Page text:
Now U. S. Highway 40.
 Set by Guy Vaughn at the wheel of a Decauville car on the one-mile Empire City dirt track at Yonkers, N. Y.
 These shares were divided proportionately in the form of a stock dividend following the 1914 500-Mile Race.
 Forerunner of the Indianapolis Times.
 Most of the early automobiles, including the Buick, were designed with the steering wheel on the right side.
 Root was to serve as clerk of the course and Trego as a member of the timing staff for the Speedway events.
 During the early days of racing, most signal flags had an entirely different meaning than at the present time. Red indicated the start of the race and a clear course ahead; yellow, "stop immediately, the race is halted"; white, "stop for consultation"; blue, "drive with care, danger ahead"; green, "you are starting your last lap"; checkered, "you have finished the race."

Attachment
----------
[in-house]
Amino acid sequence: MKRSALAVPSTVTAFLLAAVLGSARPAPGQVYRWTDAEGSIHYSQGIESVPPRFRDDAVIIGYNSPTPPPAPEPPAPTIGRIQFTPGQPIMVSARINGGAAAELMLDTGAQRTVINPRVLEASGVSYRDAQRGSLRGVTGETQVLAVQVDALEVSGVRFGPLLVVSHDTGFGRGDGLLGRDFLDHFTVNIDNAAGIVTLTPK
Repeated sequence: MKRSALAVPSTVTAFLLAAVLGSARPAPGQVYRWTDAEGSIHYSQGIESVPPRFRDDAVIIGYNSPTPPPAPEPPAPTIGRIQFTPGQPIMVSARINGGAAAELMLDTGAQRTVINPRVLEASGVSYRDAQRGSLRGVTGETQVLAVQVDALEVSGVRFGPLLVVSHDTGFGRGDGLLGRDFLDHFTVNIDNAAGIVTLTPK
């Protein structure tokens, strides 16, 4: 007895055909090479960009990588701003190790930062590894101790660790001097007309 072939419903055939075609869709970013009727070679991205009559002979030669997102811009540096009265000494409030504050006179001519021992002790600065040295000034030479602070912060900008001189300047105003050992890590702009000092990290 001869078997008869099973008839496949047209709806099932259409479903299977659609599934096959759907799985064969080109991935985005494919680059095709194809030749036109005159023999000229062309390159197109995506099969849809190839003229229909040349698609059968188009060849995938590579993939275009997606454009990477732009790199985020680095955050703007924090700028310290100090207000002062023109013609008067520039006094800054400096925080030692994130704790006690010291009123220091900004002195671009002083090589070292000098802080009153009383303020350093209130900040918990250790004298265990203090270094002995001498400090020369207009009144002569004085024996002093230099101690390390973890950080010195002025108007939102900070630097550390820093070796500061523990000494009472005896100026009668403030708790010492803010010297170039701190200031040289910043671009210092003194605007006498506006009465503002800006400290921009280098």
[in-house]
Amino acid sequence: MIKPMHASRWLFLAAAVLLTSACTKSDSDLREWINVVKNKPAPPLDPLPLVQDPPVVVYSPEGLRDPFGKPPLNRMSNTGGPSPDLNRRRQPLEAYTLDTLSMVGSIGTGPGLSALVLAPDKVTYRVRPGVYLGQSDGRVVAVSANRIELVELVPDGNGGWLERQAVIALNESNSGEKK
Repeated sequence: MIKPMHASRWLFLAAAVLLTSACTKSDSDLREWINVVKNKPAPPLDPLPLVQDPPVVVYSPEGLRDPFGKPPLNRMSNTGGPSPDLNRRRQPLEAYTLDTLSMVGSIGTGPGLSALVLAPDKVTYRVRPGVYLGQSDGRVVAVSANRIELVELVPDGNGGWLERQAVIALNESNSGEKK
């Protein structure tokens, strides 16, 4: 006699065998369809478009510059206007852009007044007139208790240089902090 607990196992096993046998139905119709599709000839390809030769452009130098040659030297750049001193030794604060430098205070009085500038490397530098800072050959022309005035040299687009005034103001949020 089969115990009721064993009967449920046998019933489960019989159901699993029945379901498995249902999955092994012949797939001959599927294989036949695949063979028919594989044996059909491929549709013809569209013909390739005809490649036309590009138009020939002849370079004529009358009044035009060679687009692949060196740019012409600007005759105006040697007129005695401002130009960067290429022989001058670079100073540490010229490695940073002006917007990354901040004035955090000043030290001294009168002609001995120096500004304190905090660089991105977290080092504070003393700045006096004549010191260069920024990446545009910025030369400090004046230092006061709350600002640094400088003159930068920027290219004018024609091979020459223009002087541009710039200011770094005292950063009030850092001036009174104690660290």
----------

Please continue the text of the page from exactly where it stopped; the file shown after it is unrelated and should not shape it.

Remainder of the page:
For the convenience of headline writers, sports editors soon scrapped "Yellow-Jacket" for the shorter name.
 He fared no better, however, than in the inaugural balloon race a year earlier.
 This Indianapolis firm has presented a trophy to the winner of each "500." Prior to World War II the trophy always was a beautiful work of art imported from Europe. From 1946 to 1954 it was a portrait of the winner by the late Ernest Roose. Since 1955 it has taken the form of a distinctive bronze clock sculptured by Adolph Wolter.
 Speedometers seldom are used on race cars and the tachometers show only the revolutions per minute turned by the engines.
 Without the good wine, I would not have been able to win.
 The eastern part of the route from New York to Chicago already had been virtually determined.
 Because Memorial Day fell on a Sunday in 1915, the race was scheduled originally on Saturday, May 29, with the hope of attracting a larger crowd than might be expected on Monday, May 31.
 This association, however, did not last long; Fisher resigned during a disagreement concerning track policy.
 The time trials this year were increased from one lap to four laps (10 miles).
 The total payoff at the victory dinner in the Claypool Hotel the following night was $93,550.
 Available records fail to list all drivers who used the additive during the 1923 race, but it definitely was used by Milton, Murphy, Wilcox, and Hartz.